An image showing two men ‘surfing’ on a protected green turtle on Fraser Island is being investigated by the Queensland Parks and Wildlife Service (QPWS).
The image was originally shared on an Instagram account, with the caption reading “Surfed a tortoise on zee weekend … gnarly duddddeeeee”.
The man who owns the account has not responded to the ABC’s request for comment.
A QPWS spokesperson said the maximum penalty for interfering with a natural resource such as a green turtle was $19,965.
“There is some evidence to suggest that this turtle was deceased at the time of the photo,” the spokesperson said.
“QPWS are taking this matter seriously and investigating further.”
Gold Coast man Matt Wright re-shared the image after it appeared in his Facebook feed on Monday night.
“It’s had close to 3000 shares, over 1500 likes, or anger likes I guess, and it’s had about 900 comments,” he said.
Mr Wright, who volunteers at animal rescue service Wildcare, said he was upset by what he saw.
“I’m big into my conservation,” he said.
“I’m always rescuing injured and sick wildlife and so it just sort of resonated with me a little bit, especially when we’re always seeing images of people doing silly things with wildlife.”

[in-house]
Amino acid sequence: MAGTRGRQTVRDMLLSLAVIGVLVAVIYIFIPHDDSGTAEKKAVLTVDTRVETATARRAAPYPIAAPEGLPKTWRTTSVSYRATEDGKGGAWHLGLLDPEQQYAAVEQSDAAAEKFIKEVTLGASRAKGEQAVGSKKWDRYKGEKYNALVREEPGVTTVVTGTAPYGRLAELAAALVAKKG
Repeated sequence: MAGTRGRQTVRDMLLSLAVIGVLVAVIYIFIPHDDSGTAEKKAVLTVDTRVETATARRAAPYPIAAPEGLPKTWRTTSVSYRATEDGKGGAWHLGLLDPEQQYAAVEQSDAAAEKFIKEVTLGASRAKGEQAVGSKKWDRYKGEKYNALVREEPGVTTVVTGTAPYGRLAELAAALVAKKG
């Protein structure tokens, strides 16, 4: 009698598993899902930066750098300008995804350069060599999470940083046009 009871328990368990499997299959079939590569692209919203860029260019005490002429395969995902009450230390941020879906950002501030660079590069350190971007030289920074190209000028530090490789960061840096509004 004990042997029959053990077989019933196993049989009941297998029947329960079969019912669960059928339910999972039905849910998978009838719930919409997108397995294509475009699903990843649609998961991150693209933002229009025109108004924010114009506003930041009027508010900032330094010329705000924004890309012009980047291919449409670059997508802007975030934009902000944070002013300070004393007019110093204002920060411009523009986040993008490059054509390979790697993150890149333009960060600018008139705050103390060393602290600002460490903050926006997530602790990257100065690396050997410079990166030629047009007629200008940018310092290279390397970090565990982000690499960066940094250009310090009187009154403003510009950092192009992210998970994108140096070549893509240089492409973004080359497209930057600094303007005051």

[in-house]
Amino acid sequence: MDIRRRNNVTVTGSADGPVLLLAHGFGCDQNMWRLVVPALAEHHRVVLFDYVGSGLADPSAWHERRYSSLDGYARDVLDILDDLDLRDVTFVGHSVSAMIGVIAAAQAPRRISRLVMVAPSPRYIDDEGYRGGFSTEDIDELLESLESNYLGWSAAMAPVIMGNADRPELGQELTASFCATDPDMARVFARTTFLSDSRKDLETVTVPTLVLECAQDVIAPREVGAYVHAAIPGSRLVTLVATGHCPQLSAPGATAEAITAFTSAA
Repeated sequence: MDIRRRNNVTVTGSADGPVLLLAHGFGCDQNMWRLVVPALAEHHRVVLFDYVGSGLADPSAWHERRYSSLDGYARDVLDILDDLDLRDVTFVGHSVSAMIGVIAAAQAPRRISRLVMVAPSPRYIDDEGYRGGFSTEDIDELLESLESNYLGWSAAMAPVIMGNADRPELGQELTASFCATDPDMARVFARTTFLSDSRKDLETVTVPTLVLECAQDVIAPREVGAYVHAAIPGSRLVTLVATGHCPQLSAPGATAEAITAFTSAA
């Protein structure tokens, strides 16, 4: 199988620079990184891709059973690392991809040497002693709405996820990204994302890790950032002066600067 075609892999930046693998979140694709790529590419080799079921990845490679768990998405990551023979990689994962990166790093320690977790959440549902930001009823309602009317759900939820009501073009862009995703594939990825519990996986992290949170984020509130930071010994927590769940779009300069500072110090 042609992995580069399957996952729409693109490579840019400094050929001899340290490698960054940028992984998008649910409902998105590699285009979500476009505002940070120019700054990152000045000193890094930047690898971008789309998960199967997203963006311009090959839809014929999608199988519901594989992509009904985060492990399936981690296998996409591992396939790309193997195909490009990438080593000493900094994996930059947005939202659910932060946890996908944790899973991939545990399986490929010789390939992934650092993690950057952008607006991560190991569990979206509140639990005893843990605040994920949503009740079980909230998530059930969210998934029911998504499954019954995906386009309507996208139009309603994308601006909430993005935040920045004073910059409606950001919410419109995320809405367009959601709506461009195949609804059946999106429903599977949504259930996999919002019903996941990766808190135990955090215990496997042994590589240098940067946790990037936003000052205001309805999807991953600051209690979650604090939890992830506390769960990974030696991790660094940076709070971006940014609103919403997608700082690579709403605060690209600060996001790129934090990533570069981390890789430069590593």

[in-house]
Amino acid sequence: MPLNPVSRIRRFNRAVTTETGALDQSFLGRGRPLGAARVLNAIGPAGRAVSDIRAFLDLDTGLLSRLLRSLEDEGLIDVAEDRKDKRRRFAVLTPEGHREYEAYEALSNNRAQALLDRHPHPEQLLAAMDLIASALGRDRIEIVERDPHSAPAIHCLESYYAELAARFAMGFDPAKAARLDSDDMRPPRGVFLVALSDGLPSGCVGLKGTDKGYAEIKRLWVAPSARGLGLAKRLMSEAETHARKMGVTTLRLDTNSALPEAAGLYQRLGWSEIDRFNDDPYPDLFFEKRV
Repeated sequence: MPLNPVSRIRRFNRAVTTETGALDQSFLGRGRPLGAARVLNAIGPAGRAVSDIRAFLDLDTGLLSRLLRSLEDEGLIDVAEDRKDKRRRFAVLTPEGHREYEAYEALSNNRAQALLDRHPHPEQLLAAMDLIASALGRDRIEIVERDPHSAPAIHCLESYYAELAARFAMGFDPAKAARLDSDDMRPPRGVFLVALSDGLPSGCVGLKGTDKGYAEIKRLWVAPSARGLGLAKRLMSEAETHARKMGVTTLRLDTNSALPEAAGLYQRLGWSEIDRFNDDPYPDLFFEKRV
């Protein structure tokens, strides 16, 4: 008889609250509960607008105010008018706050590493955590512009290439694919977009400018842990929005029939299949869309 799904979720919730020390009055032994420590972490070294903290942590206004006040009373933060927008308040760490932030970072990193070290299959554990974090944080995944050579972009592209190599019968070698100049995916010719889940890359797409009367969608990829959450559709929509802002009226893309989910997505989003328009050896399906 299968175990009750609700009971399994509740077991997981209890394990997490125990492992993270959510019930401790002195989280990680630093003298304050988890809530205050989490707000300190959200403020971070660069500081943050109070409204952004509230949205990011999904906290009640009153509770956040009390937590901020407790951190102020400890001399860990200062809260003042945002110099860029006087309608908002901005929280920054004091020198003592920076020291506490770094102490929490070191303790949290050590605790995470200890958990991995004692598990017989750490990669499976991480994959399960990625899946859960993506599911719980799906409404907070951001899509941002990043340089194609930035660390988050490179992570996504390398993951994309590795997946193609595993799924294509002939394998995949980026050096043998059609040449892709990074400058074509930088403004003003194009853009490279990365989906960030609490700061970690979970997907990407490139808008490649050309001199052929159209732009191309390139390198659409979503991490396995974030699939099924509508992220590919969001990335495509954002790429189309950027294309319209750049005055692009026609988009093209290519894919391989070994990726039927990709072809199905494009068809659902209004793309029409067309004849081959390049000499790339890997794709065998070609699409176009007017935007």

Hundreds of comments under Mr Wright’s post described the two men’s actions as “idiotic”, “shameful” and “disgusting”.
One comment read: “You should be barred from all national and state parks. Bet your parents are proud of you.”
Others reacted differently.
One person wrote: “I have been to Fraser a few times and it’s not uncommon to see dead turtles washed up.”
Another said: “Regardless if this animal is alive or not … this is clearly disgraceful.”
Turtle nesting season underway
The QPWS investigation comes as marine turtles begin nesting along the east coast.
At Mon Repos north of Fraser Island, 387 individual loggerhead turtles visited the beach to lay and bury their eggs during nesting season last year.
Ranger-in-charge Cathy Gatley said marine turtles began coming ashore in late October and early November, with nesting season lasting until the following March.
“We do know that the turtles come back to the general area they were born to undertake their breeding,” Ms Gatley said.
A major obstacle for marine turtles is the amount of light there is on a beach, with darker areas serving as a more attractive option for nesting.
“We are working hard within the local community now with the Cut the Glow to Help Turtles Go campaign, as we get more development along our coast, to keep the lights down so we still have nice places for turtles,” Ms Gatley said.
While light pollution deters the arrival of nesting turtles, the Department of Environment and Heritage Protection points to unsustainable hunting, boat strikes and entanglement in crab pots as more immediate threats.
Last month the QPWS began investigating the circumstances behind the discovery of multiple turtle carcasses near Elliott Heads, east of Bundaberg.
Under Commonwealth law, only traditional owners with native title rights can legally hunt marine turtles, with the maximum penalty for any breach including a $365,000 fine or two years in jail.